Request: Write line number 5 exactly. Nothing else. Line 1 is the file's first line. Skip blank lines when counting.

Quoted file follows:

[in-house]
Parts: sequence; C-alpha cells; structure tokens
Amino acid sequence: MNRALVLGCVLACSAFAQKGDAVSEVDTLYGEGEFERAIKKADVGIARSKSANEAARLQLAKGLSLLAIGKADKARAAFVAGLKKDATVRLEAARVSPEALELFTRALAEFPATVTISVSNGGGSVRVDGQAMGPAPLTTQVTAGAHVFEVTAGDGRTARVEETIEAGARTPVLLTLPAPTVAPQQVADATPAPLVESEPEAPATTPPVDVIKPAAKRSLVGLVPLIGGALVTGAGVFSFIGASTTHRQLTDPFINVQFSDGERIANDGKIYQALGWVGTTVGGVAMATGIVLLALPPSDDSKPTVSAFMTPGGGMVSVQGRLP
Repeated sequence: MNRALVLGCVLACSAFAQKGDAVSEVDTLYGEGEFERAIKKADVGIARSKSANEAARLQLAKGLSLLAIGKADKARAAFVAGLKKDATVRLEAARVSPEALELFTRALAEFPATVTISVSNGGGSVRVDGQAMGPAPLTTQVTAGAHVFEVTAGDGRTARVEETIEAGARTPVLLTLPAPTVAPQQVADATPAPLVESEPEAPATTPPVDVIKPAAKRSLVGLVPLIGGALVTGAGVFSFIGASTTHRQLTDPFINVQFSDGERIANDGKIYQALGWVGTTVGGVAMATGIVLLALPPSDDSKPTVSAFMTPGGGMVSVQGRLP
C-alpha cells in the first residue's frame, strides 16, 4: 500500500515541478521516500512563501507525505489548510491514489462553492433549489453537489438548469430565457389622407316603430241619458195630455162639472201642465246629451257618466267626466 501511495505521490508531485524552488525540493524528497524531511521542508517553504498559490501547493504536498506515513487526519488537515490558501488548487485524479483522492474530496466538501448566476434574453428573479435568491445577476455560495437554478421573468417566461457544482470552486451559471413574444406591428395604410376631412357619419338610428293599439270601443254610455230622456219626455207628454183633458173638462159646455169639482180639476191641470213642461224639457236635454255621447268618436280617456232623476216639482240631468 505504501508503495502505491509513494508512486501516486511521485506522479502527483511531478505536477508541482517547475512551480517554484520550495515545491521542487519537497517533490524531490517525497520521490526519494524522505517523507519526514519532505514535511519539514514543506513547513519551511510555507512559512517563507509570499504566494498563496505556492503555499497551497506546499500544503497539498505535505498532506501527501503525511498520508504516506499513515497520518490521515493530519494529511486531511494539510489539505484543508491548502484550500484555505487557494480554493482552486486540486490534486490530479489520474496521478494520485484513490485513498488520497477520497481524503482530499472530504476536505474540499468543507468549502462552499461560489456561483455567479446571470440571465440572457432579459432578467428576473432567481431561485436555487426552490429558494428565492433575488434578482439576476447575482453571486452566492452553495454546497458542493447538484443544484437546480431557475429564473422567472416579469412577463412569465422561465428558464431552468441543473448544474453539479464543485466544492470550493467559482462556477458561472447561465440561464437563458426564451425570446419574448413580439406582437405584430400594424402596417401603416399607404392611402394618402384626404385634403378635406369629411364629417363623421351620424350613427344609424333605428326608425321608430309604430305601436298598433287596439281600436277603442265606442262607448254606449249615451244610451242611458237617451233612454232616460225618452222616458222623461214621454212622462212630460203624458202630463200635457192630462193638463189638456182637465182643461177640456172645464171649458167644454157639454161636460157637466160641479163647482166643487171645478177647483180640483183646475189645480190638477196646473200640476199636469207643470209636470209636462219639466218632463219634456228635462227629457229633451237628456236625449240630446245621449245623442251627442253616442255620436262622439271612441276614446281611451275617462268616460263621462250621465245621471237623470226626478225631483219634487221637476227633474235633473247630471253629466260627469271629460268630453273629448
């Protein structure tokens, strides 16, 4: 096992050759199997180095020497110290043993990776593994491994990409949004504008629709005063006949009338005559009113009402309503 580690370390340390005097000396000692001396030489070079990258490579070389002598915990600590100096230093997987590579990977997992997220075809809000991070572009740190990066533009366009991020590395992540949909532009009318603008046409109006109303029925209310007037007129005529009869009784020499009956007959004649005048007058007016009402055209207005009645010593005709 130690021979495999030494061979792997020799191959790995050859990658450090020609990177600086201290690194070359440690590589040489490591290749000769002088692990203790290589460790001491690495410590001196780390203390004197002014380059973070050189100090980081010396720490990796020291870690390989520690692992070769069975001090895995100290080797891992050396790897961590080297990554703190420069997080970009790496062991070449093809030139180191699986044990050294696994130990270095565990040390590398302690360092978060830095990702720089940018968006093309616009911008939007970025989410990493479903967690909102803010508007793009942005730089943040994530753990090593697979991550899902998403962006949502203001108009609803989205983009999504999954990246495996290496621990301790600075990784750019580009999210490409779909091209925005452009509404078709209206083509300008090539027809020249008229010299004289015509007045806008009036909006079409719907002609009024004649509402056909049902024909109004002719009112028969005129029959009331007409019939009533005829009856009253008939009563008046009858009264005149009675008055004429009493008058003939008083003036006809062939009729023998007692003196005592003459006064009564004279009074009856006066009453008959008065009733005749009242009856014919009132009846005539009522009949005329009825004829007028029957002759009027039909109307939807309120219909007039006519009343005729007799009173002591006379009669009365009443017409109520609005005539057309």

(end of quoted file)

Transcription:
C-alpha cells in the first residue's frame, strides 16, 4: 500500500515541478521516500512563501507525505489548510491514489462553492433549489453537489438548469430565457389622407316603430241619458195630455162639472201642465246629451257618466267626466 501511495505521490508531485524552488525540493524528497524531511521542508517553504498559490501547493504536498506515513487526519488537515490558501488548487485524479483522492474530496466538501448566476434574453428573479435568491445577476455560495437554478421573468417566461457544482470552486451559471413574444406591428395604410376631412357619419338610428293599439270601443254610455230622456219626455207628454183633458173638462159646455169639482180639476191641470213642461224639457236635454255621447268618436280617456232623476216639482240631468 505504501508503495502505491509513494508512486501516486511521485506522479502527483511531478505536477508541482517547475512551480517554484520550495515545491521542487519537497517533490524531490517525497520521490526519494524522505517523507519526514519532505514535511519539514514543506513547513519551511510555507512559512517563507509570499504566494498563496505556492503555499497551497506546499500544503497539498505535505498532506501527501503525511498520508504516506499513515497520518490521515493530519494529511486531511494539510489539505484543508491548502484550500484555505487557494480554493482552486486540486490534486490530479489520474496521478494520485484513490485513498488520497477520497481524503482530499472530504476536505474540499468543507468549502462552499461560489456561483455567479446571470440571465440572457432579459432578467428576473432567481431561485436555487426552490429558494428565492433575488434578482439576476447575482453571486452566492452553495454546497458542493447538484443544484437546480431557475429564473422567472416579469412577463412569465422561465428558464431552468441543473448544474453539479464543485466544492470550493467559482462556477458561472447561465440561464437563458426564451425570446419574448413580439406582437405584430400594424402596417401603416399607404392611402394618402384626404385634403378635406369629411364629417363623421351620424350613427344609424333605428326608425321608430309604430305601436298598433287596439281600436277603442265606442262607448254606449249615451244610451242611458237617451233612454232616460225618452222616458222623461214621454212622462212630460203624458202630463200635457192630462193638463189638456182637465182643461177640456172645464171649458167644454157639454161636460157637466160641479163647482166643487171645478177647483180640483183646475189645480190638477196646473200640476199636469207643470209636470209636462219639466218632463219634456228635462227629457229633451237628456236625449240630446245621449245623442251627442253616442255620436262622439271612441276614446281611451275617462268616460263621462250621465245621471237623470226626478225631483219634487221637476227633474235633473247630471253629466260627469271629460268630453273629448